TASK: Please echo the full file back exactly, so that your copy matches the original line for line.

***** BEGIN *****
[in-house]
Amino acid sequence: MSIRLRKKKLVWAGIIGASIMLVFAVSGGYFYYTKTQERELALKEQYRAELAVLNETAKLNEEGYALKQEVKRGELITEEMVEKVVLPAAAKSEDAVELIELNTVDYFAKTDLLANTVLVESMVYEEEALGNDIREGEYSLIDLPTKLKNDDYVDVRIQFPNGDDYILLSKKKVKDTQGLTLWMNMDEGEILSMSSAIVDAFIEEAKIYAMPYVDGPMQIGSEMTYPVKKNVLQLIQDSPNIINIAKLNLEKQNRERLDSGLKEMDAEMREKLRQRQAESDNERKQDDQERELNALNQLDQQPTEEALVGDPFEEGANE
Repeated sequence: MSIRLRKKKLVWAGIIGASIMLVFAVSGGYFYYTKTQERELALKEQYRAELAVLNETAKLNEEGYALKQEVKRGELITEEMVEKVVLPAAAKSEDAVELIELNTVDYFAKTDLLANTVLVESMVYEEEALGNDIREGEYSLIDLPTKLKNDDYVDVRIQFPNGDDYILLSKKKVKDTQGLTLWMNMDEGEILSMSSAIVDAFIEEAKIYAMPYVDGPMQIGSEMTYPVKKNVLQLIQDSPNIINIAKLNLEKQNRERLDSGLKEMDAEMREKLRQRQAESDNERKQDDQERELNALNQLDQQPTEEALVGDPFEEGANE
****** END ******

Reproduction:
[in-house]
Amino acid sequence: MSIRLRKKKLVWAGIIGASIMLVFAVSGGYFYYTKTQERELALKEQYRAELAVLNETAKLNEEGYALKQEVKRGELITEEMVEKVVLPAAAKSEDAVELIELNTVDYFAKTDLLANTVLVESMVYEEEALGNDIREGEYSLIDLPTKLKNDDYVDVRIQFPNGDDYILLSKKKVKDTQGLTLWMNMDEGEILSMSSAIVDAFIEEAKIYAMPYVDGPMQIGSEMTYPVKKNVLQLIQDSPNIINIAKLNLEKQNRERLDSGLKEMDAEMREKLRQRQAESDNERKQDDQERELNALNQLDQQPTEEALVGDPFEEGANE
Repeated sequence: MSIRLRKKKLVWAGIIGASIMLVFAVSGGYFYYTKTQERELALKEQYRAELAVLNETAKLNEEGYALKQEVKRGELITEEMVEKVVLPAAAKSEDAVELIELNTVDYFAKTDLLANTVLVESMVYEEEALGNDIREGEYSLIDLPTKLKNDDYVDVRIQFPNGDDYILLSKKKVKDTQGLTLWMNMDEGEILSMSSAIVDAFIEEAKIYAMPYVDGPMQIGSEMTYPVKKNVLQLIQDSPNIINIAKLNLEKQNRERLDSGLKEMDAEMREKLRQRQAESDNERKQDDQERELNALNQLDQQPTEEALVGDPFEEGANE